bible study for heathens – review

Bible Study for Heathens is one woman’s fateful journey through faith that will make even the most undevout sit up, listen and most of all howl with laughter – believe it.

Let me start this review by stating as a self-defining heathen I feel that at once I am both the perfect and imperfect reviewer for what I believe to be a vital piece of theater wonderfully written and performed by the New York Neo-Futurist Yolanda K. Wilkinson.

Heathens is equally hilarious as it is bold, with Wilkinson taking the audience through her path in faith and the inconsistencies, hypocrisy and immorality that she has had to endure along the way.

The play in moments touches upon issues affecting the LGBTQIA+ community, alluding to North Carolina’s recent controversial anti-trans bathroom bill, as well as the Ugandan anti-homosexuality – “kill the gays” – law that came to prominence in 2014.

Despite there historically being a difficult relationship between organized religion and the LGBTQIA+ community, Heathens navigates this with humor and ease, acting in moments as a community champion, and going as far as to put tongue firmly in cheek to suggest that biblical David and Jonathan were the first gay marriage!

There were moments in which I probably would have benefited from having a a better understanding of some of the religious references, – hence self-defined heathen – however overall this didn’t take away the enjoyment in what was an engaging evening.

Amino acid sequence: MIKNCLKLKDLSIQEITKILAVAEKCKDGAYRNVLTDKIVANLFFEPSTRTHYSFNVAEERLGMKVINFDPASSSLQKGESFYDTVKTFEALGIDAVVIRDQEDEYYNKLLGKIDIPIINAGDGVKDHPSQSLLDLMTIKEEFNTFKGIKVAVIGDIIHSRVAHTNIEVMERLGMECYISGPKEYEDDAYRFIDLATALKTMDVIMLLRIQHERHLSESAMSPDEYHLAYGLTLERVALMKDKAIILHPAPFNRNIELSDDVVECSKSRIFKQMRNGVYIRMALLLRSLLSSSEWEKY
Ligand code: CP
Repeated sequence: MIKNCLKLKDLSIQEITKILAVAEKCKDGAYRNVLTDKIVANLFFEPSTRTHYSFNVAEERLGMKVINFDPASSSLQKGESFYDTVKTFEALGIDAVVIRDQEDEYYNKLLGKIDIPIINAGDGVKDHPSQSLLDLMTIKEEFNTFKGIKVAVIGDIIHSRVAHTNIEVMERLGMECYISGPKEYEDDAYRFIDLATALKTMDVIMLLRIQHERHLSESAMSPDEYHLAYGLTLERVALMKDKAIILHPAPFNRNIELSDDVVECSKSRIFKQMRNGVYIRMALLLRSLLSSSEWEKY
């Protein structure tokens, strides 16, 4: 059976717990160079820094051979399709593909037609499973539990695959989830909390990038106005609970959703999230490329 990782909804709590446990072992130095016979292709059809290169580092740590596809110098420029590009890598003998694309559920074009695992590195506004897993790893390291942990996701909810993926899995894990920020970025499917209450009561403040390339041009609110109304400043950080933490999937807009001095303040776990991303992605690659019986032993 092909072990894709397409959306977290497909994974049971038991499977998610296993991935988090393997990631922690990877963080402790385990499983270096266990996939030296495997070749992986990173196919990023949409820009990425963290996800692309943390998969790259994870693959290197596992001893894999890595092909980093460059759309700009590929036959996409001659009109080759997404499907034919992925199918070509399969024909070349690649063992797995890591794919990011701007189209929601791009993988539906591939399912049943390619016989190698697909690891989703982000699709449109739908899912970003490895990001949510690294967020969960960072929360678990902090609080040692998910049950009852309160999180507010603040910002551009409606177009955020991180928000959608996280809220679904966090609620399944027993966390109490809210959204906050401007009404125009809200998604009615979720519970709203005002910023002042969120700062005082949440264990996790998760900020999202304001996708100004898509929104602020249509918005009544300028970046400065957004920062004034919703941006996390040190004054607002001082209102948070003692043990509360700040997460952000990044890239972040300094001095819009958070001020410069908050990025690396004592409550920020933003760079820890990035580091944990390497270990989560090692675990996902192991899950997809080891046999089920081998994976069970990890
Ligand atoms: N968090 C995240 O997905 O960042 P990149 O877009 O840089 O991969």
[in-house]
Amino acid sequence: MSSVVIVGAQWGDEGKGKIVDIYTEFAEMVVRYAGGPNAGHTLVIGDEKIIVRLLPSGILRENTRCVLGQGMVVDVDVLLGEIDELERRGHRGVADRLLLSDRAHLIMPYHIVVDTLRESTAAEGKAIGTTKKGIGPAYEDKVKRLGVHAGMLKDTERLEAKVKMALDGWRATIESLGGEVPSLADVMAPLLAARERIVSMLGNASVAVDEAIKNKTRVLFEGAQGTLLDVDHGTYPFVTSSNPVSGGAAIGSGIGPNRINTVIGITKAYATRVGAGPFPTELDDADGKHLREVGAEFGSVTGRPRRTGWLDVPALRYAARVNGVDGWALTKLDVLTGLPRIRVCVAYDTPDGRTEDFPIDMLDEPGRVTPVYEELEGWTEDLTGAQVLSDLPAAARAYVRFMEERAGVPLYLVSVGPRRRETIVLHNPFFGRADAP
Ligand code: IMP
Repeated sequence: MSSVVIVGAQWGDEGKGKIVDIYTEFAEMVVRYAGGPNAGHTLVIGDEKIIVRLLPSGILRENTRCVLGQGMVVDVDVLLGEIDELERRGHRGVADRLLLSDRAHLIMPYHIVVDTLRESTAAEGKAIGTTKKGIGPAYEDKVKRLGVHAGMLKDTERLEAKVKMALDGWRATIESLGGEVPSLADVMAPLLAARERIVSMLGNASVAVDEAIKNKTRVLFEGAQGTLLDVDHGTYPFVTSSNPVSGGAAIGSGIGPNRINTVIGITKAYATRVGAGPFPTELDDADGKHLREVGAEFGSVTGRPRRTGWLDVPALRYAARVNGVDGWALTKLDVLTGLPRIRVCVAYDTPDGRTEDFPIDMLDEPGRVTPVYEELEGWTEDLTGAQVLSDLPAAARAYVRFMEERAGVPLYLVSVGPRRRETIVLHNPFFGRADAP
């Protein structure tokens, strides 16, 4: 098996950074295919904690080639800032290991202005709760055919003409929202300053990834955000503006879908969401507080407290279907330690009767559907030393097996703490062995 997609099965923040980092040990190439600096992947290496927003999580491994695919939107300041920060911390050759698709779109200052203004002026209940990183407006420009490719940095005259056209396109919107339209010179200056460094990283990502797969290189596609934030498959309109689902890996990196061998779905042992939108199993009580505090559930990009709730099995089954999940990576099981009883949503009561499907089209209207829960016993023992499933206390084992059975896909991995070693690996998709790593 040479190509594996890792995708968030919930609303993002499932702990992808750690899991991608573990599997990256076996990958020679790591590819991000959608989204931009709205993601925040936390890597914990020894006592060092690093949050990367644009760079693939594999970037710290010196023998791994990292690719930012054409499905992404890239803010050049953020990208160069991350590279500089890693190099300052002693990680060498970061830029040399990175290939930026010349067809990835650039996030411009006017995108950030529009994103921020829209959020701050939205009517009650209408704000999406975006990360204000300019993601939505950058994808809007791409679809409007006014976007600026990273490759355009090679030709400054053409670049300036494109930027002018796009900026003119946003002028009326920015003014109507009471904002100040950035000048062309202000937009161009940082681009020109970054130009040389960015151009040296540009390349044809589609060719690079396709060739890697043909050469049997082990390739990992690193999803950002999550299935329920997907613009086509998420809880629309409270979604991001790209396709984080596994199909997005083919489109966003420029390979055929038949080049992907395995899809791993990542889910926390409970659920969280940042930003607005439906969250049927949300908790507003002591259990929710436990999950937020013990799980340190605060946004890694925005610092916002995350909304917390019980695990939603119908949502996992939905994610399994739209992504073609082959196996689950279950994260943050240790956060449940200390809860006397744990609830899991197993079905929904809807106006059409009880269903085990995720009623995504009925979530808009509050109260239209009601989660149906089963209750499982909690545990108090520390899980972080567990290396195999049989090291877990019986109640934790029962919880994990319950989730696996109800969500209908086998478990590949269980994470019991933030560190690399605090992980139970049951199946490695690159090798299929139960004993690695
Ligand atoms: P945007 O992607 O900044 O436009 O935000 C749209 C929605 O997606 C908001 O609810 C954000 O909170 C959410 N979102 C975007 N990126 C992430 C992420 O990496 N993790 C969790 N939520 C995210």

Although Heathens excels as a fantastic solo performance from Wilkinson, a notable mention should be given to the ‘role’ of the Judson Memorial Church. The church plays its part in the production through an inventive and often comic use of lighting that draw attention to both its beautiful fin-de-siècle interior, and the fact that this play, perhaps challenging for some religious traditionalists, is being staged in a place of worship.

Bible Study for Heathens is a challenging and vital piece of contemporary theater that speaks to the difficulties of finding one’s place within a broad religious landscape. As an interactive and topical piece it hits the mark with both relevance and humor.

 Make sure you see it before the end of its run on May 26th at the Judson Memorial Church in New York City. You can purchase your ticket here.